CHAPTER 1: INTRODUCTION
This chapter will gives an overview about viral marketing on food related contents in Facebook and how the young adults use it as a platform for them to go to that particular food establishment. This chapter also will includes the problem statement, objectives and research questions. Moreover, the significances of this study are determined regarding on the application and effectiveness of the viral marketing in Facebook towards food establishment and also amongst young adults in Selangor.
1.1 Background of Study
Every business wants to grow and also develop their business to get a strong customer base. Marketing is one of the main keys to achieve growth. Before the advent of Web 2.0, traders or sellers relied on traditional marketing such as flyers, billboards, newsletters, newspaper prints ads, television commercial, radio ads and etc. In this modern era, this way of marketing is said to be no longer efficient because of the high competition in business. In addition, traditional marketing methods use a lot of time and cost. Thus, traders or sellers have used social media as a marketing medium since they existed. Web-based social networking or social media is a progression of sites and applications made to enable users to share data and substance rapidly, effectively and continuously. Most users these days characterize online networking as an application in their devices, however truth be told, this communication tool has begun with computers. The best platform of social media for advertising are Facebook, Instagram and Twitter. Traders or seller use these social media because they can target their products or services through a wider medium to the public. All social media marketing can be tracked, altered and adjusted over time, based on the public’s response as well as your own observations. In addition, social media users can also interact with each other and also provide feedback directly to the food service establishment as well as the customers. Social media are the “group of Internet-based applications that build on the ideological and technological foundations of Web 2.0, and that allow the creation and exchange of User Generated Content” (Kaplan and Haenlein, 2011; Chu, 2011). There is ongoing battle between offline and online marketing. However, both are useful as long as we understand limitations.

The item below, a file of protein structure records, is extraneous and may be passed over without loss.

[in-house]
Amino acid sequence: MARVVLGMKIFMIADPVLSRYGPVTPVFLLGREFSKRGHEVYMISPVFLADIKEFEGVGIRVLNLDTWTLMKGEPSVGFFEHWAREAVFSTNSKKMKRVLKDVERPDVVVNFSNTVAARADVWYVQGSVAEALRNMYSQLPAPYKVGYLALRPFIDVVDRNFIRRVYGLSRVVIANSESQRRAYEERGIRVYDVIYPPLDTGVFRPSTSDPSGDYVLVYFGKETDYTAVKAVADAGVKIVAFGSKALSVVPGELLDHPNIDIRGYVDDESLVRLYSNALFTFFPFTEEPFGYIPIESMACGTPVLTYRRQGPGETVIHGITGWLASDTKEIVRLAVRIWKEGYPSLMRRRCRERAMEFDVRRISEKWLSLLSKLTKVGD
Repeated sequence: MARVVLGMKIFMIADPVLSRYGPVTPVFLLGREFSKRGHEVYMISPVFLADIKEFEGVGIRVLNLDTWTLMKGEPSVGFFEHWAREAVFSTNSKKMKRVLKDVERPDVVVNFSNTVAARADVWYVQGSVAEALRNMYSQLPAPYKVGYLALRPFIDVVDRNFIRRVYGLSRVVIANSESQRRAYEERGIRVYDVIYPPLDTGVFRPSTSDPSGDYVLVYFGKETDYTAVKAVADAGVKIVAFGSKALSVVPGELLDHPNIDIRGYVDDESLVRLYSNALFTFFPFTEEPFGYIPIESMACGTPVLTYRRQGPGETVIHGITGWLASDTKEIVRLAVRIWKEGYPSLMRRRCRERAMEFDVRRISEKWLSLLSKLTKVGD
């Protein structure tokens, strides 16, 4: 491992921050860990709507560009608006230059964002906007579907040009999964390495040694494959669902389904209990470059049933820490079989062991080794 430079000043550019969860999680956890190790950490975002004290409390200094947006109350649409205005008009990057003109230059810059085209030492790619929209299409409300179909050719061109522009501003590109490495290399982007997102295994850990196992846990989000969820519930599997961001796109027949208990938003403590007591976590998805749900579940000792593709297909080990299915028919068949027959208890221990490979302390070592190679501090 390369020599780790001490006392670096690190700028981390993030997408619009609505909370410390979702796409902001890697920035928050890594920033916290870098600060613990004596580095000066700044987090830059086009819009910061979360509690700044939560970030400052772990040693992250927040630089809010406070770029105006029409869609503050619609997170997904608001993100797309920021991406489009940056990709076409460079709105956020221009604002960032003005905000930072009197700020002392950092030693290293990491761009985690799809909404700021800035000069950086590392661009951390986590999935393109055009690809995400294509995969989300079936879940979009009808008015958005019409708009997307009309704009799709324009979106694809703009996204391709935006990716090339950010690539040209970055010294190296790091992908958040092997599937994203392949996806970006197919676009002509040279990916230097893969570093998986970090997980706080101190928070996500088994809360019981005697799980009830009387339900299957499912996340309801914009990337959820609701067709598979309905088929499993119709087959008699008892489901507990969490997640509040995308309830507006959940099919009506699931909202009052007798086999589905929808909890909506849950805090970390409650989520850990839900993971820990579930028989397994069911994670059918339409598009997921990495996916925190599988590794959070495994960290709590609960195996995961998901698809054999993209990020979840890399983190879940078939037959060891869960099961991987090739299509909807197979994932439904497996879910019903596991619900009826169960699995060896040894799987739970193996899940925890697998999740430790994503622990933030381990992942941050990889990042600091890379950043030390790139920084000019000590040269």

The use of social media as a platform for marketing has created a phenomenon called consumer-generated media that promotes interaction among users. This phenomenon has created viral marketing and E-WOM (Electronic word of mouth) become a tool in empowering the viral marketing. Basically, this viral marketing is one of the ways in which marketing is encouraging the spread of advertising online through social media users. So, when a post has features that interest the users, they are likely to share the post with others on their social media. Basically, viral marketing was introduced in 1997 when the founders of Hotmail, Tim Draper and Steve Jurvetson found the idea to include the ‘Get your FREE Web-based email …’ message and URL the bottom of every Hotmail sent. At first they were a bit worried because consumers might think it was spam, but their assumption was wrong, because the opposite thing happened. They have registered users average for one million within less than 6 months from the launch. From that, they decide to use the term ‘viral’ because they feel it is best to describe this infectious spread of the Hotmail word.